Charles Darwin University
enews home

Grant to boost NT carbon and land use research

By Katie Weiss

Flux towers are monitoring carbon and water fluxes across the NT Flux towers are monitoring carbon and water fluxes across the NT

A team led by Charles Darwin University researchers will use a Commonwealth Government grant to help better understand the savanna carbon cycle and impacts of land use change in the Northern Territory.

Lead investigator, CDU Environmental Science Professor Lindsay Hutley welcomed the recently awarded Australian Research Council grant of almost $400,000.

Professor Hutley said an improved understanding about savanna carbon and water cycles would help manage ecosystem transformations following events such as land use change or weed invasion.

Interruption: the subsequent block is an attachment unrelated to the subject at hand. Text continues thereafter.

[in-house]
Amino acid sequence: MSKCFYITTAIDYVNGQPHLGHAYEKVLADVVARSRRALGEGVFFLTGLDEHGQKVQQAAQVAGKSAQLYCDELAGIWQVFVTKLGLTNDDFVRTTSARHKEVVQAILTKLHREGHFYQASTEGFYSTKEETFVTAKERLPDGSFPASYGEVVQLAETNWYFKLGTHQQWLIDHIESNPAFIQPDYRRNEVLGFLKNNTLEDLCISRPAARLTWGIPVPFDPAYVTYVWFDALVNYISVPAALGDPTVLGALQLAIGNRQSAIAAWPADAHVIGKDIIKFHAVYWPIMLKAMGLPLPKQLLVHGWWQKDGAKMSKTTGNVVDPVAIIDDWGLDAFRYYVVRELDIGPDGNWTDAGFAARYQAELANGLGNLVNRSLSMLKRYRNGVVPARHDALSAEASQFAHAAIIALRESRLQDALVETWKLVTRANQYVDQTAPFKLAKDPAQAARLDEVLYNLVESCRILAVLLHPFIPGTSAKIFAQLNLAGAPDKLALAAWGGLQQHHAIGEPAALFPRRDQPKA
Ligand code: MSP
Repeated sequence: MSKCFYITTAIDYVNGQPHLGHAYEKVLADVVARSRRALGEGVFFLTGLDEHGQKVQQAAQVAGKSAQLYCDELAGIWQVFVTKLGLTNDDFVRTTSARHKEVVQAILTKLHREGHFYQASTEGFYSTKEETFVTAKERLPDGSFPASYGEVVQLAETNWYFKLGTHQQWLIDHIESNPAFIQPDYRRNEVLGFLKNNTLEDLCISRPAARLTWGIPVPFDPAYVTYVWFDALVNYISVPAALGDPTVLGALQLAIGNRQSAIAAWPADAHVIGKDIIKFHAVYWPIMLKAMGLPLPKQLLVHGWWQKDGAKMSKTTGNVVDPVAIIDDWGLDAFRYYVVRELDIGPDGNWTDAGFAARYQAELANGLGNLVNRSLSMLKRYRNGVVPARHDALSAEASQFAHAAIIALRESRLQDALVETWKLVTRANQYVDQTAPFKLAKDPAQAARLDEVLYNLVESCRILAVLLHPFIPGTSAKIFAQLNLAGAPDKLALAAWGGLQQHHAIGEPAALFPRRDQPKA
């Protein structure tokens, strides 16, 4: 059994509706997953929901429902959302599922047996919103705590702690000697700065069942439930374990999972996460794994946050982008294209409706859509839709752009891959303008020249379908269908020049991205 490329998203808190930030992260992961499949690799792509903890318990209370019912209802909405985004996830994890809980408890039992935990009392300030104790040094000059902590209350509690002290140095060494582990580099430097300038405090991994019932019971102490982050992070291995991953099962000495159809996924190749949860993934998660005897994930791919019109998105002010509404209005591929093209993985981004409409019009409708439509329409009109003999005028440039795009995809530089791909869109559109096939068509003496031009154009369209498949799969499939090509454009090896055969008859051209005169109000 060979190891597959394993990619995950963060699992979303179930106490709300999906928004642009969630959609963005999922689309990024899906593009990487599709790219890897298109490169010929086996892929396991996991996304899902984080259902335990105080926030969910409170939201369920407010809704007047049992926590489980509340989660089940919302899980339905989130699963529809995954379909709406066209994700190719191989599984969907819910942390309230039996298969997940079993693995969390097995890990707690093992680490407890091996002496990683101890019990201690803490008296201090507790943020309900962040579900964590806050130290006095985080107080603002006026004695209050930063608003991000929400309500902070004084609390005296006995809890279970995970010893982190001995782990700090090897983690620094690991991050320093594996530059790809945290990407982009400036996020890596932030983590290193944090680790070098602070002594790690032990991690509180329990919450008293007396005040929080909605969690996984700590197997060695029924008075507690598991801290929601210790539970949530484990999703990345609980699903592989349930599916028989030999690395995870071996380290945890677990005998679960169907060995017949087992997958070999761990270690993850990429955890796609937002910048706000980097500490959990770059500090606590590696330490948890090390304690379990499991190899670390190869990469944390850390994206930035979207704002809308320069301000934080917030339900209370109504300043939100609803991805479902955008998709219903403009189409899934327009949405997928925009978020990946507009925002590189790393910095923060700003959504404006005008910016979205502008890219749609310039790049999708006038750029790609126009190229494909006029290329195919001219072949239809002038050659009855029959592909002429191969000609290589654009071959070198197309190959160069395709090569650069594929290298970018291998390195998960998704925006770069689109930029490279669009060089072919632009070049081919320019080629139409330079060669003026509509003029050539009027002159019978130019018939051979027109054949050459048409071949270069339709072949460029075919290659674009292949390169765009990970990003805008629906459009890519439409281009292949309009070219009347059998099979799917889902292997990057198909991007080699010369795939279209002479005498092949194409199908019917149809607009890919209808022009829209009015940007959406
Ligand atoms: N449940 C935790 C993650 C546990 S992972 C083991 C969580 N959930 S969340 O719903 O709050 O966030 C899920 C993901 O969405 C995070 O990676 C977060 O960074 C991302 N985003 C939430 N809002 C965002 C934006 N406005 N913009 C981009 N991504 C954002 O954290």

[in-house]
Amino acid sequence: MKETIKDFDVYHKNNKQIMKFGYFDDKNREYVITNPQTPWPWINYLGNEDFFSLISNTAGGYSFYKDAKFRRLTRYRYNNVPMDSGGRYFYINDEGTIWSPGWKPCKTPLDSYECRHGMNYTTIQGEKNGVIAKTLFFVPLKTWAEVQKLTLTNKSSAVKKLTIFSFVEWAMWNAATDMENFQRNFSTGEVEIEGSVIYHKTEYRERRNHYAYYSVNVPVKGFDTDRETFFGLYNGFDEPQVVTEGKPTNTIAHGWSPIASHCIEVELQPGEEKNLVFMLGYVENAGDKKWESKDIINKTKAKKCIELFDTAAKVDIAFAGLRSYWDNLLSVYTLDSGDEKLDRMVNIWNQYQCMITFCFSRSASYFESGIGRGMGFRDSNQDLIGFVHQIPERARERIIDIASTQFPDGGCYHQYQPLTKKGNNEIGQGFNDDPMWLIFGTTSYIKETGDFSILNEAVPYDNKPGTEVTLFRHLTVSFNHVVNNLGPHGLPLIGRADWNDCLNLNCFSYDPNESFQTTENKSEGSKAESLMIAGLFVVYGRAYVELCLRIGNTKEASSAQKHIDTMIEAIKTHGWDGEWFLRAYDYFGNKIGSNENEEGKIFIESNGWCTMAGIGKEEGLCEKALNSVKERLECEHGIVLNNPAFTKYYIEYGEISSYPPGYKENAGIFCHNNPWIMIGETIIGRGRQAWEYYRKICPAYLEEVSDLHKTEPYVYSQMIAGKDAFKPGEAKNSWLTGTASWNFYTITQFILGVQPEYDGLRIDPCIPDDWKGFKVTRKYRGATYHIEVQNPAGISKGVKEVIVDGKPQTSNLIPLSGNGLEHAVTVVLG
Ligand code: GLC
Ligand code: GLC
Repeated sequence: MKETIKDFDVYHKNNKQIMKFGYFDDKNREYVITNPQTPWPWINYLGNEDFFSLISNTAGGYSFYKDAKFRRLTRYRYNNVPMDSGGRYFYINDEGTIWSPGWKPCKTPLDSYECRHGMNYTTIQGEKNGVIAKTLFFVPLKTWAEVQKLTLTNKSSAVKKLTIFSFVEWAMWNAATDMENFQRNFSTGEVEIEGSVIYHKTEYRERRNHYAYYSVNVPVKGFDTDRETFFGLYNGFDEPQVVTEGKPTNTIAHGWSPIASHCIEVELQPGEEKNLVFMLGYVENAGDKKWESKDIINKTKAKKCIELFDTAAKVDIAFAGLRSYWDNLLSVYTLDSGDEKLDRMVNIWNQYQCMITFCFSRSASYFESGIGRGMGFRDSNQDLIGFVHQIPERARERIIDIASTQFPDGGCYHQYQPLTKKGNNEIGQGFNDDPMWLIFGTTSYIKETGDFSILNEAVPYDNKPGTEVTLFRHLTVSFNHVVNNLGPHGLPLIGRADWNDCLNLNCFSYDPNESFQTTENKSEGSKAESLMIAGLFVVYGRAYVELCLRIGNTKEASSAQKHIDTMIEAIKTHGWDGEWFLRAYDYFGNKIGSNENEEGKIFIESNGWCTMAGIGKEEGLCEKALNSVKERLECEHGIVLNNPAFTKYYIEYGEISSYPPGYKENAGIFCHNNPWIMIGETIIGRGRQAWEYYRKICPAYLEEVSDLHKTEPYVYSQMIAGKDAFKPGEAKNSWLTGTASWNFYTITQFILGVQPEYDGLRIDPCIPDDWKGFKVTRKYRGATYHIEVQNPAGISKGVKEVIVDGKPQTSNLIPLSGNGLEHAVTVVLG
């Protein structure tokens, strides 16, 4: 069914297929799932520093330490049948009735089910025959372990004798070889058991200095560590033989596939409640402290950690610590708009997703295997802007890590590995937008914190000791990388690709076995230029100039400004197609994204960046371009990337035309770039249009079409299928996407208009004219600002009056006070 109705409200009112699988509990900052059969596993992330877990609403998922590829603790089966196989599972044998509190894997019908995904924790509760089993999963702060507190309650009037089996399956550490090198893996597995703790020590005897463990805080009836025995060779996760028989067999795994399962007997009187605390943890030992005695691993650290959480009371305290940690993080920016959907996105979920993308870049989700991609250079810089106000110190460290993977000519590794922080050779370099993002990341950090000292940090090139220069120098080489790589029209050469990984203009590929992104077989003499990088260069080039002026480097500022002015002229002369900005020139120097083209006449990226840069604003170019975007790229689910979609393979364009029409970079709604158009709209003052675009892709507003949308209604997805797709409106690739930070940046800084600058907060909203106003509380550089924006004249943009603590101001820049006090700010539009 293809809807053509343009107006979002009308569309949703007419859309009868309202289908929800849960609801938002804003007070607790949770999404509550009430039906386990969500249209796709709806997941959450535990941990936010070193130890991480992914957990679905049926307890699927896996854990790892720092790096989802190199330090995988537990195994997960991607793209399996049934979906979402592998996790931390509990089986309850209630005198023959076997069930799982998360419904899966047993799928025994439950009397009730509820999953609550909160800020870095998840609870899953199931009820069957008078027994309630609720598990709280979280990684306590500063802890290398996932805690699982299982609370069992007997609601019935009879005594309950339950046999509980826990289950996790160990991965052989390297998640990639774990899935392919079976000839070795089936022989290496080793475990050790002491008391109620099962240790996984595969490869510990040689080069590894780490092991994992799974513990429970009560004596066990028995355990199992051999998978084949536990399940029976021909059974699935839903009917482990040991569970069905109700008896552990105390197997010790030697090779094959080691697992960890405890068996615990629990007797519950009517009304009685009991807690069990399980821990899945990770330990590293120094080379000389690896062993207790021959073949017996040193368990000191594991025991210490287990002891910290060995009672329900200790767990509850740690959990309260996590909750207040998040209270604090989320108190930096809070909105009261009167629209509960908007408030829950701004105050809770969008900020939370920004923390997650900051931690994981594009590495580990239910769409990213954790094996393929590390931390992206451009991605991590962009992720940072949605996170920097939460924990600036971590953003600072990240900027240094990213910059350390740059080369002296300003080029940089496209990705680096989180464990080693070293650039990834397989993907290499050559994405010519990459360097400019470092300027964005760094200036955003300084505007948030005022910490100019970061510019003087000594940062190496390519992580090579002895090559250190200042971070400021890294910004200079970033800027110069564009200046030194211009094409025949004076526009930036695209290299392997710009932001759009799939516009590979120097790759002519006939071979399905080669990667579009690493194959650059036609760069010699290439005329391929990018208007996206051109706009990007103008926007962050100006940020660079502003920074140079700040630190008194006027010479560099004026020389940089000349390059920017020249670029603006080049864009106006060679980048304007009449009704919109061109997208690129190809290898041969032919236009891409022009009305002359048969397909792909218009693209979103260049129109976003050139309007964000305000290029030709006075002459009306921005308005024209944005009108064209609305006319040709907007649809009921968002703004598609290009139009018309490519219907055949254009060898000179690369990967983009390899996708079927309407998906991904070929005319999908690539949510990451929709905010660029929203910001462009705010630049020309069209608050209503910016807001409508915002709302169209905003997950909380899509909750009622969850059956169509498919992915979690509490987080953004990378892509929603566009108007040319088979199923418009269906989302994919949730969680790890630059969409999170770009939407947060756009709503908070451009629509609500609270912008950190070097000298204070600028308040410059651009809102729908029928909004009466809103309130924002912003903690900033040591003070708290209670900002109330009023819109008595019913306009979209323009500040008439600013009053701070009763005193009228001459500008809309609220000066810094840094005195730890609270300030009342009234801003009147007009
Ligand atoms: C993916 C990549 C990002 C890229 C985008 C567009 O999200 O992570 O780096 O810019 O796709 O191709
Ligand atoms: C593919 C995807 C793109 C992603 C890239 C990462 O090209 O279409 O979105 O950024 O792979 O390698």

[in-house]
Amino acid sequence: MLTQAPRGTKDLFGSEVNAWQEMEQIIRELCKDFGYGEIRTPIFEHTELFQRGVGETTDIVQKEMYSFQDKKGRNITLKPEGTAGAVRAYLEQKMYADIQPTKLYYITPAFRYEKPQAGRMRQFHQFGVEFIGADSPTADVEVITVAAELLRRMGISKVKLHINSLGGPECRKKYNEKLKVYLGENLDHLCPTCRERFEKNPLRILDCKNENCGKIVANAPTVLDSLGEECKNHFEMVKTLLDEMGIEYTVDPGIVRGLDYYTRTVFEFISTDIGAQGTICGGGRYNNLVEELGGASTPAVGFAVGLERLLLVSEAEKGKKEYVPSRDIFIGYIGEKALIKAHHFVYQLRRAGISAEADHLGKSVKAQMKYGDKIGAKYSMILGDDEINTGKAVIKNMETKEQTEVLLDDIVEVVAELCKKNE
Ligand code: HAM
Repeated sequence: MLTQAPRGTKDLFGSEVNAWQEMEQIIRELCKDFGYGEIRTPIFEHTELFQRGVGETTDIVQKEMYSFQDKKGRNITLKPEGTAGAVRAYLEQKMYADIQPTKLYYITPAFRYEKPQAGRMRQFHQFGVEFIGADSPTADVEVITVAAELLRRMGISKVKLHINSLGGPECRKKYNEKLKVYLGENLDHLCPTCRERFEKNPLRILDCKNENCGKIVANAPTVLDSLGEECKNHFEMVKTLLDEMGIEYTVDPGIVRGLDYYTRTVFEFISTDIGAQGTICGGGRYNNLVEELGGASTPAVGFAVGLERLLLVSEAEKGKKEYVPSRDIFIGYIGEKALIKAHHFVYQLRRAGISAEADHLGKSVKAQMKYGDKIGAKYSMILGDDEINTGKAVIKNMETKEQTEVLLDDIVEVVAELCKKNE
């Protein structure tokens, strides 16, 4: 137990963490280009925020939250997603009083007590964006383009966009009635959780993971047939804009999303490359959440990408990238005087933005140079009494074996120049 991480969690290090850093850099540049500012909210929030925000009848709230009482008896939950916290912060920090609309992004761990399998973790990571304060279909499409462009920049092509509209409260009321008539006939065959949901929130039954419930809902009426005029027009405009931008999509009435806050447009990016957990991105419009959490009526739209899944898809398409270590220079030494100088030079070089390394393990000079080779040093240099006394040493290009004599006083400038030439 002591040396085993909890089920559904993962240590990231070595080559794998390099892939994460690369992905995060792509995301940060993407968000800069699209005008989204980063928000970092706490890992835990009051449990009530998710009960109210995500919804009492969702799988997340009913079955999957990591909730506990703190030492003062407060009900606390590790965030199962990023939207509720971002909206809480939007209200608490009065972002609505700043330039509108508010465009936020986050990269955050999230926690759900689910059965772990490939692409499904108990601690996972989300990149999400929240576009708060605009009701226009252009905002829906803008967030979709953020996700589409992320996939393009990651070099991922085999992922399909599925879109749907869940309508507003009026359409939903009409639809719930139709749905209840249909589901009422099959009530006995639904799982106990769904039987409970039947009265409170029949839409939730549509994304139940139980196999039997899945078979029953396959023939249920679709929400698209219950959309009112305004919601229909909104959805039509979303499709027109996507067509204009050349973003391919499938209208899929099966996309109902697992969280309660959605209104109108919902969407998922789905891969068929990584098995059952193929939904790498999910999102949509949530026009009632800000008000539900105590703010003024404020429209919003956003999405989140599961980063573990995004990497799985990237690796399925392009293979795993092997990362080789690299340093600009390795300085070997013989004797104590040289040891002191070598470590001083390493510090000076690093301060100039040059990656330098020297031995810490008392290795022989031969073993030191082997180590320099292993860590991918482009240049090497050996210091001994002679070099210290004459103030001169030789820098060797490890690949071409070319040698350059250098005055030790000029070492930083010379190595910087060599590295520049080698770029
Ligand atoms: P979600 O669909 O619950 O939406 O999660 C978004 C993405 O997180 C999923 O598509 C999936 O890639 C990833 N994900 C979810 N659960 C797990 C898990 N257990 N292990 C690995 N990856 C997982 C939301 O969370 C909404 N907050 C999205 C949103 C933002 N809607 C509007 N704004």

“We hope that more accurate information about the carbon and water cycles of savanna ecosystems will ultimately help guide improved land management,” he said.

Professor Hutley said the research would complement previous work funded in key areas of the Top End along with existing monitoring systems in the region, known as “flux towers”. Flux towers consist of monitoring sensors mounted on guyed towers that measure the rate, or “fluxes”, of carbon and water coming into and out of savanna ecosystems.

Professor Hutley said two flux towers built at NT catchment sites in the Howard and Daly rivers would be used during the project.

The research team includes CDU’s Associate Professor Samantha Setterfield, Professor Michael Bird from James Cook University and Dr Jonathan Wynn from the University of South Florida. It will complement other research being planned under the Northern Environmental Research Programme.